According to the "LAT", the solution was simple: "Shutting down Guantanamo and giving suspected terrorists legal protections would help restore our reputation abroad. Crowing over Newsweek's mishap won't."
Chrenkoff's response was different than mine, but an aside, and back to his in a moment.

What drivel. When the "Court of World Opinion" seats judges the like of Castro, Putin, Kim Il Sung, whatever Party Hack runs Red China these days, Khaddafi, Chretien, Mugabe ... Okay that's really tiring.

And outside of Bush, Blair, Howard, and the majority of Eastern European leaders, is there anyone else that doesn't have either their heads in the sand or their hands in someone's pockets? No seriously, with the U.N. too busy making illicit fortunes for their principal apparatchiks or setting up sex rings in monitored countries that exploit children (sometimes paid for, and often rape, statutorily so), is there any other set of countries in the world that are making any serious effort to make it safer or better? Or that puts up with so much abuse as thanks for its sacrifices?

Geez. Breathe deeply. Shake your head. Drink some water. Okay.

In answer to the Times prescriptions for how to restore our reputation abroad, here's how Chrenkoff ends, it will be worth the wait:
A more balanced coverage wouldn't go astray either. After spending the last three years reducing the American war effort to Abu Ghraib, Guantanamo and assorted other incompetence and brutality, to complain that America's image worldwide is so poor that people will now believe anything smacks somewhat of the chutzpah of a man who killed his parents and pleaded to the court for leniency on the account that he is now an orphan.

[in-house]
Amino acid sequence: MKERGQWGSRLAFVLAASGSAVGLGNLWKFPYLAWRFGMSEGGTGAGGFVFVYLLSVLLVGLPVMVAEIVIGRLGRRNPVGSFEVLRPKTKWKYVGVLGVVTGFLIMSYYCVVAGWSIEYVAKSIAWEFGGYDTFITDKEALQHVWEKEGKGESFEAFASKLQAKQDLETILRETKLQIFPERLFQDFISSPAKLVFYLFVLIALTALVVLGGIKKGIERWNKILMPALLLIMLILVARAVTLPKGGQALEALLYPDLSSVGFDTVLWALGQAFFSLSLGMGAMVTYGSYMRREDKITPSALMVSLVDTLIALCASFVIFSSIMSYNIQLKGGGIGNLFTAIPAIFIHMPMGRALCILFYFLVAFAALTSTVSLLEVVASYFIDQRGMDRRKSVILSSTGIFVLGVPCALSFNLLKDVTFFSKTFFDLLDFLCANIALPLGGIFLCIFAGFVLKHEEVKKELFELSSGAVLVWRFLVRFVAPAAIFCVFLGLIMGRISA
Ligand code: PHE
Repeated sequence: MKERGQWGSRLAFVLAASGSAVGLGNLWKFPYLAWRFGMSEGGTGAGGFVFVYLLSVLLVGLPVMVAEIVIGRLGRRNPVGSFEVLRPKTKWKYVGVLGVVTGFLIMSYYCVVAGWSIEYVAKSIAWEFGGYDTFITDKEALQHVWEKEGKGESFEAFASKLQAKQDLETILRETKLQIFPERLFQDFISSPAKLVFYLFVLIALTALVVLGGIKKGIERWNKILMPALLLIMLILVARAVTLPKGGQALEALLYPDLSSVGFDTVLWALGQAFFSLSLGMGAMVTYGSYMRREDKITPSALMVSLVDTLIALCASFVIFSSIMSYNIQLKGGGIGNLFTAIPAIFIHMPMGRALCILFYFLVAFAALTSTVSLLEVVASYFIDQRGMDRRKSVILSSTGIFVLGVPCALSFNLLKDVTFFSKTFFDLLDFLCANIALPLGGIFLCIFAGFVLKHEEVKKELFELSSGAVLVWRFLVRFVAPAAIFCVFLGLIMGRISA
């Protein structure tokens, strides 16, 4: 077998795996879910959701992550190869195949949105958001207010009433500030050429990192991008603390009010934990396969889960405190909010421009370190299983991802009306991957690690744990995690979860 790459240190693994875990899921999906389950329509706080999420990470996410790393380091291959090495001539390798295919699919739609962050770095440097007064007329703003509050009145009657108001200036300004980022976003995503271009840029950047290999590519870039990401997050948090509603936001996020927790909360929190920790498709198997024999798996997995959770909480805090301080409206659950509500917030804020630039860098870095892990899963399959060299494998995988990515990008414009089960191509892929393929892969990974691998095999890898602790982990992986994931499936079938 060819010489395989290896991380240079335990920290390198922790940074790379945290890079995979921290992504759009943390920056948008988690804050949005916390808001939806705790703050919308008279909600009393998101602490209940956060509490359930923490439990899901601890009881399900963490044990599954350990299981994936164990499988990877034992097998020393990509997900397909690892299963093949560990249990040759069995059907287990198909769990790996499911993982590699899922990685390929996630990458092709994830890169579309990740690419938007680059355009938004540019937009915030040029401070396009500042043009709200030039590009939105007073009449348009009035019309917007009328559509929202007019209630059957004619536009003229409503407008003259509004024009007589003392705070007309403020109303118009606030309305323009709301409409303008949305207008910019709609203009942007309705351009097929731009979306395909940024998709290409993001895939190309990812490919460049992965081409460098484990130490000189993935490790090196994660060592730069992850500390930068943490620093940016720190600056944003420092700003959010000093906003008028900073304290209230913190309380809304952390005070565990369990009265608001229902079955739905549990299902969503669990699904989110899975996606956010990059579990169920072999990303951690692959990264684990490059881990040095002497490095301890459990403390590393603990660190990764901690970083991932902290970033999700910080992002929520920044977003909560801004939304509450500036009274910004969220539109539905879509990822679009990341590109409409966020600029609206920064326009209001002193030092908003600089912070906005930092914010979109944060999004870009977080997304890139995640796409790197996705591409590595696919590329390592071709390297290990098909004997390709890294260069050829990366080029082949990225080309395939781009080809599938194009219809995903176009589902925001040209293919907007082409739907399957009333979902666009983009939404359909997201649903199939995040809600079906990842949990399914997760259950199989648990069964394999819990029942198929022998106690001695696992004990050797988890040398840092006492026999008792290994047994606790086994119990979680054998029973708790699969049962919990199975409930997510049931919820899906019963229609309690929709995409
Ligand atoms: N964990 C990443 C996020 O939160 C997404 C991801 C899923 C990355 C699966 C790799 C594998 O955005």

Okay, I feel better for the moment. Just keep me away from a paper.


Kevin at Command T.O.C. responds to my post on his blog:
I have read the many blogs but Dadmanly summed up the outrage from the right/Milbloggers. And he also reinvigorated my belief that I want Newsweek to continue even if they make a few mistakes.

In his rant on the media, he says that that media does not support him or understand him. To this I say, correct, and, moreover, I do not want the media to support him. Not because I do not want the media to support the military but because I want the media to distrust everything about the powerful.

My Counter Response:

I wouldn't call what I posted a rant, at least not in any comparison with the wildly insulting variety commonly seen on blogs (both sides).

That being said, I respectfully disagree. I too want a skeptical press. I want a watchdog press that uncovers hidden or secreted facts. I even want a press that advocates for openness and transparency.

But an adversarial or antagonistic press? This is one of the many hangover symptoms of Watergate and Vietnam.

The press doesn't need to enter the fray, as they often do (and always promoting the point of view of our adversaries). Throughout the Middle East (and across the Globe, really), the anti-American perspective is represented in GREAT abundance. The U.S. press serves no public benefit hawking wares that are widely available elsewhere. Unless of course, they are actively trying to change public perception of facts at hand. That makes them adversarial, certainly, but it also displays a bias for one side over another. And that's not journalism, that's political.

And there is a another fallacy in [Kevin's] logic. Wars are fought by men and women who have no more say in decision-making than any other citizen, and in some cases less, since we are constrained by our oaths of enlistment and duty to serve the U.S. Congress and the Commander in Chief.

As such, we are not the powerful as we would be in a non-democratic state. You attack the military as if we were the powerful; on the battlefield yes, in the public arena, not at all. [Kevin's] beef is with the political leaders such as the President (all of Congress voting in support by the way), not with the fine men and women of the U.S. Military.